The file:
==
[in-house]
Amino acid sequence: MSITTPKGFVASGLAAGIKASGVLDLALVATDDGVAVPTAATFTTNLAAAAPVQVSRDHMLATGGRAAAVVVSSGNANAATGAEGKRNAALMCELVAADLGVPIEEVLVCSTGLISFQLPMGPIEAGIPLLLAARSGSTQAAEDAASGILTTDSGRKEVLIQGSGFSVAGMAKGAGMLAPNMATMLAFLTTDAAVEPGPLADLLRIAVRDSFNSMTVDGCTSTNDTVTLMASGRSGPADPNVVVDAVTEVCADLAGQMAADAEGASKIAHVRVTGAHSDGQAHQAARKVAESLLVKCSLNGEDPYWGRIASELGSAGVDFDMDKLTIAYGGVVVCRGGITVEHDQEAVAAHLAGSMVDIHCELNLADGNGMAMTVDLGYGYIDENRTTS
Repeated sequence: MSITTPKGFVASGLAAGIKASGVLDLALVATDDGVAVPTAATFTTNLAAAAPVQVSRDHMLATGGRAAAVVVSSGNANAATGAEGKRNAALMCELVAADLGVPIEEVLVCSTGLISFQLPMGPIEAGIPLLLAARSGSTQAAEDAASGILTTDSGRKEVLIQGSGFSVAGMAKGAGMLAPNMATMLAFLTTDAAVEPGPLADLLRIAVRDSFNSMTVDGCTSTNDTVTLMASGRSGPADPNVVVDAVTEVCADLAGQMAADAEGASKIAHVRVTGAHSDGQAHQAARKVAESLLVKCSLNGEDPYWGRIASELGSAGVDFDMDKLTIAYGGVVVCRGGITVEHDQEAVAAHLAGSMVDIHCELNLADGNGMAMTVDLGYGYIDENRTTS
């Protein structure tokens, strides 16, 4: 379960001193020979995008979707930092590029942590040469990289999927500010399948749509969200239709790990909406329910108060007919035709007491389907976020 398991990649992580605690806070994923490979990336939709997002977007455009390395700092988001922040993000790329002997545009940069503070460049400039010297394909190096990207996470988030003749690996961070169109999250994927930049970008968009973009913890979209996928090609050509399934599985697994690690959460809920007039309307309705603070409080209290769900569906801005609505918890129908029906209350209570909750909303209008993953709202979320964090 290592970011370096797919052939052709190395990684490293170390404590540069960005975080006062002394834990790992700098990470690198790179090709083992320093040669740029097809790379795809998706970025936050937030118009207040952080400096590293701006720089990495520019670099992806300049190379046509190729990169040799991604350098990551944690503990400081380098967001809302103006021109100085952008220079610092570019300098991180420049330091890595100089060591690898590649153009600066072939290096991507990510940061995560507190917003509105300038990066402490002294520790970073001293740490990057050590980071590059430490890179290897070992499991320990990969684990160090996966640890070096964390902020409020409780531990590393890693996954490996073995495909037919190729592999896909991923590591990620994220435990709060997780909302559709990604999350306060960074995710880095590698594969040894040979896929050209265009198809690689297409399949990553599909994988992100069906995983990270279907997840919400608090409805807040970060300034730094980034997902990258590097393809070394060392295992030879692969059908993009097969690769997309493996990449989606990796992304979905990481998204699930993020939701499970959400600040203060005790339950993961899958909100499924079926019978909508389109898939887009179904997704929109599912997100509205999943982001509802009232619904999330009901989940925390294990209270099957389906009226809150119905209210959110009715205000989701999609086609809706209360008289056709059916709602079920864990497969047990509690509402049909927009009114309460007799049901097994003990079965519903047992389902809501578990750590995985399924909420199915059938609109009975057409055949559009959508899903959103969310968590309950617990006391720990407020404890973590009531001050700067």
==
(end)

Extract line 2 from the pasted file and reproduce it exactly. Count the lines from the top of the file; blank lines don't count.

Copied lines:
Amino acid sequence: MSITTPKGFVASGLAAGIKASGVLDLALVATDDGVAVPTAATFTTNLAAAAPVQVSRDHMLATGGRAAAVVVSSGNANAATGAEGKRNAALMCELVAADLGVPIEEVLVCSTGLISFQLPMGPIEAGIPLLLAARSGSTQAAEDAASGILTTDSGRKEVLIQGSGFSVAGMAKGAGMLAPNMATMLAFLTTDAAVEPGPLADLLRIAVRDSFNSMTVDGCTSTNDTVTLMASGRSGPADPNVVVDAVTEVCADLAGQMAADAEGASKIAHVRVTGAHSDGQAHQAARKVAESLLVKCSLNGEDPYWGRIASELGSAGVDFDMDKLTIAYGGVVVCRGGITVEHDQEAVAAHLAGSMVDIHCELNLADGNGMAMTVDLGYGYIDENRTTS